Corporate raider Carl Icahn took aim at eBay Monday, calling it to hive off payments unit PayPal while blasting its directors for conflicts of interest and its CEO as "asleep".
In a harsh attack on the online marketplace and auction site, Icahn said eBay needs to unleash PayPal to allow it to grow more aggressively to compete better in the online payments sector.
"We believe creating two dedicated and highly focused independent businesses would provide employees and stockholders the best opportunity to remain competitive over the long term," Icahn wrote in an open letter to the company.
"We hope that all eBay stockholders recognize that PayPal is at a critical point in its development and that the payments market is rapidly evolving around it."
Icahn's letter said his investment units, including Icahn Partners, Icahn Master and High River, have acquired 27.8 million shares of eBay, 2.15 percent of those outstanding.
He savaged the company's board, particularly directors Marc Andreessen and Scott Cook, as not working in the interest of shareholders, and said chief executive John Donahoe "seems to be completely asleep".
"How can Mr. Donahoe be the right person to make the strategic decisions necessary to achieve long-term value creation when he relies on his 'world-class board of directors' with competing interests that challenge their fiduciary responsibility to eBay stockholders?" Icahn said.
He cited private gains Andreessen made on former eBay subsidiary Skype to the detriment of eBay shareholders after having allegedly resisted spinning off Skype in a public offering.
And he said that Cook, holding $1 billion of stock in financial software and payments firm Intuit and serving on that company's board, had strong interest in a direct competitor of PayPal.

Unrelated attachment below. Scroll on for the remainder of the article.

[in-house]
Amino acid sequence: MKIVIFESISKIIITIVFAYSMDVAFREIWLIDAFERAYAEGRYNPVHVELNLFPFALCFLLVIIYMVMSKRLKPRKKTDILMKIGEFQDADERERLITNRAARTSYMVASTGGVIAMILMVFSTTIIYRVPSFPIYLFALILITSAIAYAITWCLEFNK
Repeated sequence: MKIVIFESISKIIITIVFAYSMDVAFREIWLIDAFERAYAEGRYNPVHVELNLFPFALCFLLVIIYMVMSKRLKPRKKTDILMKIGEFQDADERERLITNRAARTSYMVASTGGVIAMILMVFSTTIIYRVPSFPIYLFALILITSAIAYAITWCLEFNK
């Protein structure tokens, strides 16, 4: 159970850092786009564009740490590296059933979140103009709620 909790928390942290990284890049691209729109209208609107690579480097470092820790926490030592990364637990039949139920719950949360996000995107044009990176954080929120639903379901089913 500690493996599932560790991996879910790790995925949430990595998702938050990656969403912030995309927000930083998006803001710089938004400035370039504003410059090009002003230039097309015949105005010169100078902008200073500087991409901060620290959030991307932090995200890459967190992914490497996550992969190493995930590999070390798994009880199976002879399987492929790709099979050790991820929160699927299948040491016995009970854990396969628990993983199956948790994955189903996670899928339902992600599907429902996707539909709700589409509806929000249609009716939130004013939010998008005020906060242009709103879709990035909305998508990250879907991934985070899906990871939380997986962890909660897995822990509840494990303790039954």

Icahn nominated two of his employees to join the eBay board and called on other shareholders to support them.
eBay condemns 'mudslinging'
EBay quickly rebutted the letter, rejecting all of Icahn's arguments and criticisms as "mudslinging".
"As we are sure our other shareholders would agree, we prefer to engage in more constructive and substantive discussions of why, in our view, PayPal and eBay are better together," it said.
The company defended Donahoe as "widely respected" for engineering eBay's turnaround and Silicon Valley veterans Andreessen and Cook as "impeccably qualified" for their positions.
It said the nominating committee of the eBay board would review Icahn's nominations "in due course".
"Even if our board does not support the nominations, ultimately shareholders will decide whether they believe Mr. Icahn's employees are better qualified" than directors like Cook or Andreessen, who was already slated to step down this year, eBay said.
EBay shares were up 3.0 percent at $56.24 in early trade.
Veteran wall Street activist investor Icahn, 78, is coming off a series of proxy attacks on companies which he declared "victories" for shareholders and which, on paper, have brought him hundreds of millions of dollars in profits.
In pushes against Dell and Apple, he credits himself with driving up share prices, as well as convincing Apple's board to increase its share buyback program by $50 billion.
And he took partial credit for the $25 billion Actavis takeover last week of fellow pharmaceutical company Forest Laboratories, in which he held a stake.
"Great result for all... Forest Labs shareholders—proves again that activism works," he tweeted last week.
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